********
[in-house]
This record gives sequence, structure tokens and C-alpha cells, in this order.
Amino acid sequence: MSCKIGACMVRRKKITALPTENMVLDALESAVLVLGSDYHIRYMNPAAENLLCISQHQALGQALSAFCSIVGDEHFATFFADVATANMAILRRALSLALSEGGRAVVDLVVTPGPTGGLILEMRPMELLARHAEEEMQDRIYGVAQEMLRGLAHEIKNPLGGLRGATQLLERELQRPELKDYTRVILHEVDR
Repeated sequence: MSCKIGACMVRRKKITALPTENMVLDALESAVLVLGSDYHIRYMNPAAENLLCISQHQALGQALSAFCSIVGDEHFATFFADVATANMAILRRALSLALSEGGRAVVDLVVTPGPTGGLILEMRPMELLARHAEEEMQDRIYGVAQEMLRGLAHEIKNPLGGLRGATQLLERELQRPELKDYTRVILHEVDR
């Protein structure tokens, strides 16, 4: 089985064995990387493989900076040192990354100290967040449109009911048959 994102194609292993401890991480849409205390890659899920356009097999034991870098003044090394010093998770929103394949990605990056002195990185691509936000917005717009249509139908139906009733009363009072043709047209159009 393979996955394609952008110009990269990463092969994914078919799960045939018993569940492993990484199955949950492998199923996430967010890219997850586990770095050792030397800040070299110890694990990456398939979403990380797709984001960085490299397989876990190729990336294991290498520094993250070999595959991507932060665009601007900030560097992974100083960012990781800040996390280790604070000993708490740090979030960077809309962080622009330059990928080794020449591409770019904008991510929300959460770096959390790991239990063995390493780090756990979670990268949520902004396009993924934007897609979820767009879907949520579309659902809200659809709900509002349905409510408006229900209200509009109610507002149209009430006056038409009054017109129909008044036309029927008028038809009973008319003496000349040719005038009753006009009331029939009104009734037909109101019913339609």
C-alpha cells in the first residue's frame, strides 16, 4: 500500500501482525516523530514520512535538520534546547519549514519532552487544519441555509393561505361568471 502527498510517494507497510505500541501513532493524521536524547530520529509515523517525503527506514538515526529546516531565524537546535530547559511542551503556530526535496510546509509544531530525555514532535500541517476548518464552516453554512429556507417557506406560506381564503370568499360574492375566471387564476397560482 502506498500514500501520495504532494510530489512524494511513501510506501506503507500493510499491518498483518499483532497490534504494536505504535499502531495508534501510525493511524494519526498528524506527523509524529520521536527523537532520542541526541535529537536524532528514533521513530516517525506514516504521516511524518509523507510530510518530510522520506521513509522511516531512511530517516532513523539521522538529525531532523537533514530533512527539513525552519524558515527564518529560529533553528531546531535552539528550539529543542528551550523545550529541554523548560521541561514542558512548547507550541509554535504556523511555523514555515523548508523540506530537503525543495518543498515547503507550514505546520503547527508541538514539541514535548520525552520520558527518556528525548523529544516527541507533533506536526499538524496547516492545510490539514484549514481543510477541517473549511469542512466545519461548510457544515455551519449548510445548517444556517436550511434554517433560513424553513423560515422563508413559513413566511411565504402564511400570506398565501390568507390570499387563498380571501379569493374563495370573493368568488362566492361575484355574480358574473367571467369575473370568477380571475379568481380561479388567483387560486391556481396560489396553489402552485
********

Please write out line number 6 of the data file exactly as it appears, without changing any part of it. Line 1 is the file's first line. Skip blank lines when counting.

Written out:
C-alpha cells in the first residue's frame, strides 16, 4: 500500500501482525516523530514520512535538520534546547519549514519532552487544519441555509393561505361568471 502527498510517494507497510505500541501513532493524521536524547530520529509515523517525503527506514538515526529546516531565524537546535530547559511542551503556530526535496510546509509544531530525555514532535500541517476548518464552516453554512429556507417557506406560506381564503370568499360574492375566471387564476397560482 502506498500514500501520495504532494510530489512524494511513501510506501506503507500493510499491518498483518499483532497490534504494536505504535499502531495508534501510525493511524494519526498528524506527523509524529520521536527523537532520542541526541535529537536524532528514533521513530516517525506514516504521516511524518509523507510530510518530510522520506521513509522511516531512511530517516532513523539521522538529525531532523537533514530533512527539513525552519524558515527564518529560529533553528531546531535552539528550539529543542528551550523545550529541554523548560521541561514542558512548547507550541509554535504556523511555523514555515523548508523540506530537503525543495518543498515547503507550514505546520503547527508541538514539541514535548520525552520520558527518556528525548523529544516527541507533533506536526499538524496547516492545510490539514484549514481543510477541517473549511469542512466545519461548510457544515455551519449548510445548517444556517436550511434554517433560513424553513423560515422563508413559513413566511411565504402564511400570506398565501390568507390570499387563498380571501379569493374563495370573493368568488362566492361575484355574480358574473367571467369575473370568477380571475379568481380561479388567483387560486391556481396560489396553489402552485